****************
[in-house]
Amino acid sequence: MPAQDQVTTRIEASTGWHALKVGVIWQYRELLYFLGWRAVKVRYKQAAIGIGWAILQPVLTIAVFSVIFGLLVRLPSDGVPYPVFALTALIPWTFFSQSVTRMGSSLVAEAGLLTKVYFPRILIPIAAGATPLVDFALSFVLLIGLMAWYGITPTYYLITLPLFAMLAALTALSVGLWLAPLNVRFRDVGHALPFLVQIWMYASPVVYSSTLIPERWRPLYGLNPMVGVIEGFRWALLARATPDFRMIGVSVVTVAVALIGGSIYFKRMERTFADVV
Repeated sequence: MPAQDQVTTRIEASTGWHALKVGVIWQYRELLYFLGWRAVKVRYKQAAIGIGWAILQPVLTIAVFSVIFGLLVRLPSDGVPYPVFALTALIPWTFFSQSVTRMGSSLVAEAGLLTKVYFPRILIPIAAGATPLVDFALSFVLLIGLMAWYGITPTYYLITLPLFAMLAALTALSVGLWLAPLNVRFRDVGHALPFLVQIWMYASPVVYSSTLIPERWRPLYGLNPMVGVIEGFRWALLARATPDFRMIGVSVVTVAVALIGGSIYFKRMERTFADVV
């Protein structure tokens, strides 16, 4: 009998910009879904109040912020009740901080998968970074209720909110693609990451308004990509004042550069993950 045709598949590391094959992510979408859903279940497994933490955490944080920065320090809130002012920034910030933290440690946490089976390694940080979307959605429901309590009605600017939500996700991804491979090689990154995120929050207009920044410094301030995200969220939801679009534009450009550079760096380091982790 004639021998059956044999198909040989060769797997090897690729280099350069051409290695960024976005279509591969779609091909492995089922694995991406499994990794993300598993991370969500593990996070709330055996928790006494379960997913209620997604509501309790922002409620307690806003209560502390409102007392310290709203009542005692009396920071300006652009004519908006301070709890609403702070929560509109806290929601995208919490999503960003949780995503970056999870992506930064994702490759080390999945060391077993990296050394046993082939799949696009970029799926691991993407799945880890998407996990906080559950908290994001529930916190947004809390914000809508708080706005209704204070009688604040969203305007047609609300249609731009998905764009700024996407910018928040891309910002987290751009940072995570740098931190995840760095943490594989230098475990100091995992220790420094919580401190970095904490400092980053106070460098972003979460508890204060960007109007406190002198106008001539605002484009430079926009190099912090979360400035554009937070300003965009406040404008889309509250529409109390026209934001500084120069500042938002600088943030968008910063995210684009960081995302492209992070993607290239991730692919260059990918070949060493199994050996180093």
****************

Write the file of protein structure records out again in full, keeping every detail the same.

[in-house]
Amino acid sequence: MPAQDQVTTRIEASTGWHALKVGVIWQYRELLYFLGWRAVKVRYKQAAIGIGWAILQPVLTIAVFSVIFGLLVRLPSDGVPYPVFALTALIPWTFFSQSVTRMGSSLVAEAGLLTKVYFPRILIPIAAGATPLVDFALSFVLLIGLMAWYGITPTYYLITLPLFAMLAALTALSVGLWLAPLNVRFRDVGHALPFLVQIWMYASPVVYSSTLIPERWRPLYGLNPMVGVIEGFRWALLARATPDFRMIGVSVVTVAVALIGGSIYFKRMERTFADVV
Repeated sequence: MPAQDQVTTRIEASTGWHALKVGVIWQYRELLYFLGWRAVKVRYKQAAIGIGWAILQPVLTIAVFSVIFGLLVRLPSDGVPYPVFALTALIPWTFFSQSVTRMGSSLVAEAGLLTKVYFPRILIPIAAGATPLVDFALSFVLLIGLMAWYGITPTYYLITLPLFAMLAALTALSVGLWLAPLNVRFRDVGHALPFLVQIWMYASPVVYSSTLIPERWRPLYGLNPMVGVIEGFRWALLARATPDFRMIGVSVVTVAVALIGGSIYFKRMERTFADVV
């Protein structure tokens, strides 16, 4: 009998910009879904109040912020009740901080998968970074209720909110693609990451308004990509004042550069993950 045709598949590391094959992510979408859903279940497994933490955490944080920065320090809130002012920034910030933290440690946490089976390694940080979307959605429901309590009605600017939500996700991804491979090689990154995120929050207009920044410094301030995200969220939801679009534009450009550079760096380091982790 004639021998059956044999198909040989060769797997090897690729280099350069051409290695960024976005279509591969779609091909492995089922694995991406499994990794993300598993991370969500593990996070709330055996928790006494379960997913209620997604509501309790922002409620307690806003209560502390409102007392310290709203009542005692009396920071300006652009004519908006301070709890609403702070929560509109806290929601995208919490999503960003949780995503970056999870992506930064994702490759080390999945060391077993990296050394046993082939799949696009970029799926691991993407799945880890998407996990906080559950908290994001529930916190947004809390914000809508708080706005209704204070009688604040969203305007047609609300249609731009998905764009700024996407910018928040891309910002987290751009940072995570740098931190995840760095943490594989230098475990100091995992220790420094919580401190970095904490400092980053106070460098972003979460508890204060960007109007406190002198106008001539605002484009430079926009190099912090979360400035554009937070300003965009406040404008889309509250529409109390026209934001500084120069500042938002600088943030968008910063995210684009960081995302492209992070993607290239991730692919260059990918070949060493199994050996180093």